Sun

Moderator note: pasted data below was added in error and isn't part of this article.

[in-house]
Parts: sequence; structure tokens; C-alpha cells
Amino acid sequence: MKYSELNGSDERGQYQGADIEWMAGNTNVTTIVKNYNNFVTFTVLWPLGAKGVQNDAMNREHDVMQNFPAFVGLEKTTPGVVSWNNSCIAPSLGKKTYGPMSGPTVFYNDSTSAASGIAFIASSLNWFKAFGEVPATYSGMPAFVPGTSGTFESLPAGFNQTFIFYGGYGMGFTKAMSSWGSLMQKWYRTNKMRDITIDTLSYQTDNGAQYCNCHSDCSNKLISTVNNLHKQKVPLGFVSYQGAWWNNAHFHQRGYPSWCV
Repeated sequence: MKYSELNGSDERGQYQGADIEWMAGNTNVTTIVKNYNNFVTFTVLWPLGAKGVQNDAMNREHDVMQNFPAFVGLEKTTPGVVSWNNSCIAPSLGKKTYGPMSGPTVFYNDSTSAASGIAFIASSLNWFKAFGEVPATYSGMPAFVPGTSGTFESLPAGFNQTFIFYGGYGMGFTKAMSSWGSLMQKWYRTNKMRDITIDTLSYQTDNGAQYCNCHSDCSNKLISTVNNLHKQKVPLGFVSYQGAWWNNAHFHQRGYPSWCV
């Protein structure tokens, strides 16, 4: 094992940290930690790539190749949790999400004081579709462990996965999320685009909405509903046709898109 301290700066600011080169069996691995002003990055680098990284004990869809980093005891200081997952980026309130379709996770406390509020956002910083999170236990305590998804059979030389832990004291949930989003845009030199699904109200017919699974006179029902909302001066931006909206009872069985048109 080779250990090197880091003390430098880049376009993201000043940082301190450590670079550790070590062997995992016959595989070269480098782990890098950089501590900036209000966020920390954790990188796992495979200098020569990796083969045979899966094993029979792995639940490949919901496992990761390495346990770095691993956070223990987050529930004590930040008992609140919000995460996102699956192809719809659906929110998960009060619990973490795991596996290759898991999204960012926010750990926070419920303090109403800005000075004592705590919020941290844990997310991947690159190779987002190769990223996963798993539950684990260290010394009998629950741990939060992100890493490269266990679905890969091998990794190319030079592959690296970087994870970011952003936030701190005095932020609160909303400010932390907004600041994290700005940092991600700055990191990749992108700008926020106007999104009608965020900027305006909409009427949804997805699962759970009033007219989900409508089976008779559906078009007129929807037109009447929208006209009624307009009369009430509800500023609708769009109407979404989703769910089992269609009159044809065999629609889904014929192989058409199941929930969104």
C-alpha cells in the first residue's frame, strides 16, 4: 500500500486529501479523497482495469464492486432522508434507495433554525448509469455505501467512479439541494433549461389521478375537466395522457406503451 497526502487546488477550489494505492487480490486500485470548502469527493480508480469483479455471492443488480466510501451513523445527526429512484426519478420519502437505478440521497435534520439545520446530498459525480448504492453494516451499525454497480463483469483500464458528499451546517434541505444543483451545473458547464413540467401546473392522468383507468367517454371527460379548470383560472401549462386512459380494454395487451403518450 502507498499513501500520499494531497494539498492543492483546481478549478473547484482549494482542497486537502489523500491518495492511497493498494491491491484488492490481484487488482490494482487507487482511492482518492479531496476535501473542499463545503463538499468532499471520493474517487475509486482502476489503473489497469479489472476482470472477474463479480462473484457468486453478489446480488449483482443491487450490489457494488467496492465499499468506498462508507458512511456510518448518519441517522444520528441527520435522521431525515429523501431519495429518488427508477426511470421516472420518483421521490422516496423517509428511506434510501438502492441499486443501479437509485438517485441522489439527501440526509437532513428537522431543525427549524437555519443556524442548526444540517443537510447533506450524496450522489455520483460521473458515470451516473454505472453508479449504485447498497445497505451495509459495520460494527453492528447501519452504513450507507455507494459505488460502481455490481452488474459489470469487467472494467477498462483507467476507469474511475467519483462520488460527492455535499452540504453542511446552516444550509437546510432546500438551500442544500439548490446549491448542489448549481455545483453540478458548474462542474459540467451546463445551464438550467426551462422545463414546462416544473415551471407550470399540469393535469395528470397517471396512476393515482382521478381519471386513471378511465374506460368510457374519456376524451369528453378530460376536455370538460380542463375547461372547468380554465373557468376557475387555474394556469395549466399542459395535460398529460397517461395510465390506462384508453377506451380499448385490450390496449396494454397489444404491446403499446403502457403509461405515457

Graphing Solaris Performance Stats